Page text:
Marcelle Uptain grew up during the Great Depression, so her response to the recent bank turmoil, the stock market plunge and home foreclosures was simple — take her money out of the bank and hide the cash at home.
Her son had to talk her out of it.
"I have a little steel box with a key and I was thinking about taking my checking account out and putting it in there," said Uptain, 83, who grew up in Alabama and lives at a senior center here.
For Americans who lived through the Depression, the last few months have felt like deja vu. Many of them are pulling money out of the bank, shopping for discounts and warning younger relatives about darker days that may lie ahead.
George Eckhoff, 95, worries the latest crisis could be even worse than the one of his youth because of rising food prices. He gets meals from his assisted-living apartment in Seattle, but remembers the bread lines and bank lines.
"Your food and everything is so high," he said. "I don't know how people will make it this time."
While there are no hard figures available, banking officials say more seniors are asking to withdraw their savings. Sales of safes are up as much as 50 percent in the past three weeks at SentrySafe, the nation's top safe manufacturer.
At the start of the Depression, the federal government did not guarantee bank deposits, so many people in their 80s and 90s recall withdrawing money — or arriving too late and seeing their savings disappear.
That's unlikely to happen today because the federal government insures most individual bank accounts to $250,000. But for seniors like Uptain, that assurance can be a hard sell.
"If you've lived through the Great Depression, you believe it can happen again," said Robert Binstock, a Case Western Reserve University professor of aging, health and society. "This all evokes the era of bank failures in the Depression, and they think burying money in a glass jar is a safer bet."
The collapse of some banks and the forced sale of others helped set today's financial crisis in motion — although it's a far cry from the thousands of bank closures during the Depression.
During the three months that ended June 30, the latest period for which data are available, domestic bank deposits fell by nearly $40 billion, according to the Federal Reserve. They now stand at around $7 trillion.
When IndyMac Bank failed in July, hundreds of angry customers lined up for hours in Southern California to demand their money. And a rush of withdrawals from Washington Mutual Inc. last month put it in an "unsafe and unsound condition to transact business," according to federal regulators, who ultimately seized the bank and sold it to JPMorgan Chase & Co.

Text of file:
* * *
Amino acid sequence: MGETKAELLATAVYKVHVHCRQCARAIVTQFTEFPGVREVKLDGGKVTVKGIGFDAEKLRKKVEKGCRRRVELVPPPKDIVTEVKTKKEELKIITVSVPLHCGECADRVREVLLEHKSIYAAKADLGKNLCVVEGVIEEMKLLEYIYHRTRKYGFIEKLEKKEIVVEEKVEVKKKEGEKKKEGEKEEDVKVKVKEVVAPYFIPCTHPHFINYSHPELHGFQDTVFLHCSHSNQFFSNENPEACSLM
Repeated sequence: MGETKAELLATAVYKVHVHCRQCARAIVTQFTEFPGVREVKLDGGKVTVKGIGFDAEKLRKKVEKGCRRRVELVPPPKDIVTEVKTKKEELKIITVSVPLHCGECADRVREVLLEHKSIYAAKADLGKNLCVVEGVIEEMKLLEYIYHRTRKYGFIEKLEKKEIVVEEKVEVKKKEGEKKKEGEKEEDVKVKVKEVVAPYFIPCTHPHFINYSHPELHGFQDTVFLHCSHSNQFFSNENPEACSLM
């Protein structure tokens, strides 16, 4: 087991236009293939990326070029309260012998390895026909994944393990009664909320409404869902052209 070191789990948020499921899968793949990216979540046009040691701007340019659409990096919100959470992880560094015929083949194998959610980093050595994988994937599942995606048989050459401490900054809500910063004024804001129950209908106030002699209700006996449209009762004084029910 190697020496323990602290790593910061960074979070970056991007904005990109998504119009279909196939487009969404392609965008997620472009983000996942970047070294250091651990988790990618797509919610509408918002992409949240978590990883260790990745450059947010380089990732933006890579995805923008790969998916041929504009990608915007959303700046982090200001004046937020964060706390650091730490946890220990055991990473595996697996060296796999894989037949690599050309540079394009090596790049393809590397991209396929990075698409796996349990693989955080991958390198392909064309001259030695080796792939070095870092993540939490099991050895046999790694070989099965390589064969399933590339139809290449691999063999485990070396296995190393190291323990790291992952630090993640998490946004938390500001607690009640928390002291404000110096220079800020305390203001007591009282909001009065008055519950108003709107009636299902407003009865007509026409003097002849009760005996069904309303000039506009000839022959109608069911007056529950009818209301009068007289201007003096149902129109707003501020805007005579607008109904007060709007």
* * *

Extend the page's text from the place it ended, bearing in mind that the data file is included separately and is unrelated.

Banker Kathy Phillips has spent much of the last two weeks encouraging customers, especially older customers, not to withdraw large amounts of cash.
"The last thing you want people to do is walk around with $10,000 in cash in their pocket," said Phillips, a vice president at Pensacola-based Gulf Coast Community Bank. "We explain the risks of taking it out in cash, try to divert them to cashier's checks, offer to wire it someplace else."
Having lots of cash on hand also makes seniors more vulnerable to theft, and the FDIC does not insure cash that is lost, stolen or damaged in someone's home, said Michael Spivey, a professor of finance at Clemson University.
But some are so shaken by the negative economic news that nothing but cash will do. One man left Phillips' bank carrying $20,000, despite her warnings.
Because survivors of the Depression generally have been retired for years, they have greater concerns for their families than for themselves, said Peter S. Kanaris, a clinical psychologist in Smithtown, N.Y., who has a geriatric specialty.
"It's not so much that it's going to affect them, but more a general anxiety for the well-being of their children, grandchildren and great-grandchildren," he said.
Many of them have passed on cautionary tales to younger generations.
Tom Curtin, 64, a publishing and travel professional in Wilton, Conn., withdrew thousands of dollars in cash a couple of weeks ago. He said his late great uncle used to tell him stories from the Great Depression and warned him to watch out for a crash.
"I think it's a smart thing to do," he said. "I'm afraid there's going to be either a bank shutdown or a bank holiday. If it doesn't get that bad, then fine, I go put the money back in the bank. If it does, at least I'm somewhat prepared."
Others are more worried about food.
While there have been no shortages and no one anticipates rations, 86-year-old Bill Richards, of Newark, Ohio, said he can't fathom how a loaf of bread got to be $3. He and his wife watch for sales and then stock up.
Perhaps most disconcerting is the worry itself. Fran Marshall, 90, of Upper Arlington, Ohio, said her father was an attorney for two banks and fell into a mental depression when both closed during the Great Depression.
He died in a mental institution, she said.
So many seniors are taking the new crisis in stride. As Bob Chapman, 86, prepared to eat lunch at the Milton Senior Center, he said he has been careful with his money and not moved a dollar.
"Taking it out in cash is the worst thing you can do because that will make the banks fail by causing a run on the bank," he said.
Milton native Sanford Perry, 80, agreed.
"You just have to trust the system. It's not something that I lay awake at night and worry about," he said. "The thing that concerns me is that people would take their money out and cause the banks to fail by doing that."